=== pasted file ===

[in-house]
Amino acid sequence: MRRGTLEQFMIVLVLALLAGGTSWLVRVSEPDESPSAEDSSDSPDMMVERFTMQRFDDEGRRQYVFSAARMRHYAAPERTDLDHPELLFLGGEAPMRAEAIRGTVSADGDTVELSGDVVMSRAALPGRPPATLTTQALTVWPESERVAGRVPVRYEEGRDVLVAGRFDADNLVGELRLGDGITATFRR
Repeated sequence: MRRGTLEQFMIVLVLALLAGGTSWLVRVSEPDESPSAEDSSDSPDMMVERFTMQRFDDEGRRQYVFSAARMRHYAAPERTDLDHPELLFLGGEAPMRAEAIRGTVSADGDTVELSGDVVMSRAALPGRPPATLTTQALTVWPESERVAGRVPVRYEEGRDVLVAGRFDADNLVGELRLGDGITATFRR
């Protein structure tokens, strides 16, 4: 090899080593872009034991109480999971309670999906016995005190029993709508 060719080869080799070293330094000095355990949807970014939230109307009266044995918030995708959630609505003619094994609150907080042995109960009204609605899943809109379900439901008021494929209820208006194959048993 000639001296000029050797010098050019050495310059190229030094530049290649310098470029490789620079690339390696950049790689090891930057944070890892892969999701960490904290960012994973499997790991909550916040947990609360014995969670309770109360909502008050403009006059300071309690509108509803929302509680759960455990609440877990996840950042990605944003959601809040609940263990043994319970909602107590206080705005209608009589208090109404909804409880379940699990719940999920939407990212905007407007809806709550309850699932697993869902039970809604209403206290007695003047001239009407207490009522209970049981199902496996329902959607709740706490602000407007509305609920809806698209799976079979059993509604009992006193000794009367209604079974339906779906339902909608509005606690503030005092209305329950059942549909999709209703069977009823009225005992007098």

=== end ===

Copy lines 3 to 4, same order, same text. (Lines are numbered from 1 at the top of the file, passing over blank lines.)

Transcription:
Repeated sequence: MRRGTLEQFMIVLVLALLAGGTSWLVRVSEPDESPSAEDSSDSPDMMVERFTMQRFDDEGRRQYVFSAARMRHYAAPERTDLDHPELLFLGGEAPMRAEAIRGTVSADGDTVELSGDVVMSRAALPGRPPATLTTQALTVWPESERVAGRVPVRYEEGRDVLVAGRFDADNLVGELRLGDGITATFRR
């Protein structure tokens, strides 16, 4: 090899080593872009034991109480999971309670999906016995005190029993709508 060719080869080799070293330094000095355990949807970014939230109307009266044995918030995708959630609505003619094994609150907080042995109960009204609605899943809109379900439901008021494929209820208006194959048993 000639001296000029050797010098050019050495310059190229030094530049290649310098470029490789620079690339390696950049790689090891930057944070890892892969999701960490904290960012994973499997790991909550916040947990609360014995969670309770109360909502008050403009006059300071309690509108509803929302509680759960455990609440877990996840950042990605944003959601809040609940263990043994319970909602107590206080705005209608009589208090109404909804409880379940699990719940999920939407990212905007407007809806709550309850699932697993869902039970809604209403206290007695003047001239009407207490009522209970049981199902496996329902959607709740706490602000407007509305609920809806698209799976079979059993509604009992006193000794009367209604079974339906779906339902909608509005606690503030005092209305329950059942549909999709209703069977009823009225005992007098």